Review: Gordon Chan's GOD OF WAR Unwavers With Dogma


It's been a long time since I had seen a Gordon Chan film. Point in fact the last time I did was with The Medallion - demonstrably one of the lesser-impressive Jackie Chan films even for all his Hollywood hype at the time. Still we're talking about the same guy who brought us the forever-immortalized Jet Li's 1995-starrer, Fist Of Legend, showcasing a simplistic, clear-cut tale of wartime drama, murder mystery and intrigue, coupled with martial arts action cinema's best and legendary in film fight scenery.

No doubt though these that Chan can hold his own, apart from the complexities and advancements of film along with his own growth. While not entirely perfect, his newest epic, God Of War, offers a feasible and entertaining array of story and period cinema articulation with actor and martial artist Vincent Zhao in a starring role - something which I can wholly appreciate as I feel he's one of the more underused performers among today's crop. Here, he takes the mantle as Qi Jiguang, a savvy General enlisted to aid embattled Commander Yu's army as swarms of Japanese pirates have begun raiding the Chinese coastline to advance the Daimyo's agenda.

The story treads onward in a series of events delivering a sweeping tale of war, politics and strategy, characterized by some interesting and fun performances and set pieces. It isn't very long before the film sees its first plot twist, hinting at the broader scope of war on the political front; Ban Wang's Commander Hu outlines some of the pivotal moments that occur within the first hour of the film - his character, once driven by ambition, now finds himself willing, albeit burdended as the man responsible for both reporting to the Ming court from the battlefield, mitigating the messaging and language of what's said where and when, and ultimately enforcing its requests even if they're provenly tone deaf to the realities of war.

Legendary action star Sammo Hung comprises the first forty minutes of the film showcasing what he can at his age in at least three action scenes, third of which serves instrumentally to the film's narrative as a point of reference for the third act. Actress Regina Wan graces the screen as Jiguang's wife, Madam Qi, frequently frustrated with her husband's departure and unafraid to test his resolve at times, either with the cold shoulder treatment or a more physical test of might. It does culminate with levity and humor from time to time; More often than expected, their marriage takes precedence over the film's brooding war narrative and leaves you wondering if this was secretly a romantic comedy at one point before Chan threw in a 16th century setting with heroic bloodshed.

Legendary actor Kurata Yasuaki makes his latest reunion with Chan here as the leader of the Matsura clan, Kumasawa, next to the Daimyo's son, Yamagawa, played by Koide Keisuke. Kumasawa's methods are of a matter of study from a long career of war with wisdom earned as a result, knowing not to underestimate his enemy unlike his cohorts, including Yamagawa who, despite his quiet resolve and stoic devotion to the samurai code, finds himself questioning Kumasawa's logic to almost no avail.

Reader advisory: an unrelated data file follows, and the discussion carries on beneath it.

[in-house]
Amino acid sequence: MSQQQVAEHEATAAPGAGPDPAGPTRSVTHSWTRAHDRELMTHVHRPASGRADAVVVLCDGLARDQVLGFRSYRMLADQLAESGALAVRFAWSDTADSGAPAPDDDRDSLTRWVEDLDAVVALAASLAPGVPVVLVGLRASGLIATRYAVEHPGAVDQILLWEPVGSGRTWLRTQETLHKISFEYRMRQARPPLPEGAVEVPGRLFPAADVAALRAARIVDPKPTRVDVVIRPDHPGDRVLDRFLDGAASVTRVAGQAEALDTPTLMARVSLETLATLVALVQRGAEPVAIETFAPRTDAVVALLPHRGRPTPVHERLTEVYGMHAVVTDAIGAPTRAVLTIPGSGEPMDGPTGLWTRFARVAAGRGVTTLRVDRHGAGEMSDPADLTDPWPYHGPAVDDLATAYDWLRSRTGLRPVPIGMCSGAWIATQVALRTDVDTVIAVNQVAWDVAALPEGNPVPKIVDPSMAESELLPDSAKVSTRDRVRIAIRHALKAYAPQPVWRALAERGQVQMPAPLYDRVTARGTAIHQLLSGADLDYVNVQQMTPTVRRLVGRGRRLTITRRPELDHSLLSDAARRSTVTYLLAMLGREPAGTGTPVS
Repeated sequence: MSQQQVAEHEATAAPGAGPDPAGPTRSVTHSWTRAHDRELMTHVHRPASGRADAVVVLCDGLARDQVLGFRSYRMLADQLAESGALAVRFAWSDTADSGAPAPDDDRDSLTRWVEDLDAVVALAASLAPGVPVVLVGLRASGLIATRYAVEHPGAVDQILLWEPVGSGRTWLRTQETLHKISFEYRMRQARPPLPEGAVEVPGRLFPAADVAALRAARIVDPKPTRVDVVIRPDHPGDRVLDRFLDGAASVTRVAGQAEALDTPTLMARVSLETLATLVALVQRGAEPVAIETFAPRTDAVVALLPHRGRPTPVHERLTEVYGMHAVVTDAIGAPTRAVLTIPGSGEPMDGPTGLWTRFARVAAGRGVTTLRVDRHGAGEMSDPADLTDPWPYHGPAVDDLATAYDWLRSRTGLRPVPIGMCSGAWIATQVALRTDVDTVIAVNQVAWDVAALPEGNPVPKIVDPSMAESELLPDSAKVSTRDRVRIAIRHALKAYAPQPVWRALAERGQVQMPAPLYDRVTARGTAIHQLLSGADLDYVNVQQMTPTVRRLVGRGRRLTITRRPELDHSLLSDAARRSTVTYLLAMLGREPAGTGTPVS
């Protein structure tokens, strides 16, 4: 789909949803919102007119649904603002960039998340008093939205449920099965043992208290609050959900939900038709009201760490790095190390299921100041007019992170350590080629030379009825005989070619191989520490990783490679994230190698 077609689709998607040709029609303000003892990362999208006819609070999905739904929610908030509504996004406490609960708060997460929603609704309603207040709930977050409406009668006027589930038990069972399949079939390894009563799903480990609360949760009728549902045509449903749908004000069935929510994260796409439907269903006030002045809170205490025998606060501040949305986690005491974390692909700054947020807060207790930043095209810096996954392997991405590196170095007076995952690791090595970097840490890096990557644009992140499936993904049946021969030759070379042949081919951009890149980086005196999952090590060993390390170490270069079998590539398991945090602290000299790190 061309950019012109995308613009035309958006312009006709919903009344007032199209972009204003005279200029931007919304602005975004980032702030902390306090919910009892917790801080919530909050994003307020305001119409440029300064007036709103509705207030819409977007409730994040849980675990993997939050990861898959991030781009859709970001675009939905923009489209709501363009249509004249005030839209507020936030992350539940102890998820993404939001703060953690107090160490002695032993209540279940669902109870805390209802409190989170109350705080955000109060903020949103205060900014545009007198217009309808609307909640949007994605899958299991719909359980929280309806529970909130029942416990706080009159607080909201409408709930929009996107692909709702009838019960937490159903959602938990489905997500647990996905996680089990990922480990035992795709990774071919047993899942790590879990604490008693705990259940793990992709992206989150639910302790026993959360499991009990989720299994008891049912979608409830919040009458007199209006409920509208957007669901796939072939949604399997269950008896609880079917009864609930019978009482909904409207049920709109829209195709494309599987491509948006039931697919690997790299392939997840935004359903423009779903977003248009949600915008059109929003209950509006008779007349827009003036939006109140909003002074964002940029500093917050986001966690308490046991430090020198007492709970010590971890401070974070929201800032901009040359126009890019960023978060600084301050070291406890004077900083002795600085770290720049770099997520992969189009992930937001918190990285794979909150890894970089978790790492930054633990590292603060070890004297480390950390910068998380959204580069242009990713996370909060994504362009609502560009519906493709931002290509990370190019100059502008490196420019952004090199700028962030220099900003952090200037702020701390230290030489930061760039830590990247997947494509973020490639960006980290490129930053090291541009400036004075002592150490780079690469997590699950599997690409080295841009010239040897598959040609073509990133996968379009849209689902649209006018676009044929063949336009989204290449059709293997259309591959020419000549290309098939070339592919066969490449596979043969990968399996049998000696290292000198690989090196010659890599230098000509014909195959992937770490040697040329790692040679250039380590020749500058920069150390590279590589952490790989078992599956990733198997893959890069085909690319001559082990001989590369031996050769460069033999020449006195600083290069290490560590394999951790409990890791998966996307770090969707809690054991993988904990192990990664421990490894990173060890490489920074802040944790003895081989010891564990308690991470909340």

God Of War clocks in at well over two hours time for Chan to tell the story he sees fit. Most of it works, save for one scene which I thought would have hit the chopping block but for what its worth, makes for an affordable moment of light-hearted comedy and levity. Actor Timmy Hung succeeds in that regard as Dacheng, the leader of a besieged village raided for its rich mines by local villages and anchored and anchored under Jiguang's protection with the promise of Dacheng's service to help fight the pirates along the coast.

Having been a fan of Zhao since first seeing him in The Blacksheep Affair and Fist Power and recently in Wu Dang, I really enjoyed watching him in the role of Jiguang. As an actor he's got an air of charm about him that accommodates his modest range, while able to balance it out accordingly for his natural acumen as a martial artist and screenfighter. Action direction by Kenji Tanigaki are a delight to watch with Zhao and the cast, including actress Wan who manages to get in on some of the action, and actress and martial artist Luxia Jiang whose screen presence is relegated to a bit role alongside Qian's character. The editing does get a little frenzied for a few moments, but the connectivity between the shots and angling of the camera keep the choreography visible to the eye.

The film balances its narrative adequately in its dichotomy between Chinese soliders and the pirates. Every now and then for most of Chinese film history the approach is usually to illustrate how evil the majority of foreigners are when telling stories like these, or even some contemporary ones. God Of War successfully abstains from making that mistake in its depiction of both sides, adhering to their loyalties and causes while keeping their men and morale in check.

God Of War is a huge film with a lot of moving, well-orchestrated pieces. Some portions are slow, but reasonably paced and nothing too crippling or lapsing, but that could depend on how much you approve on some of the film's sidestory build-up with Wan and Zhao on screen and their terrific chemistry. The ending might be a conversation starter as the film fades out with no real finish apart from the aftermath of a major battle - capped off by a spectacular fight scene between Jiguang and Kumasawa - and might have you feeling somewhat unsettled.

Take what you may from God Of War. Expect to be entertained, not blown away, and enjoy the relationships and friendships, and comedy that arise from our characters. More importantly, the film opens in limited theaters on June 2, and for a film this size and scale, I would recommend seeing it on the big screen when you can.

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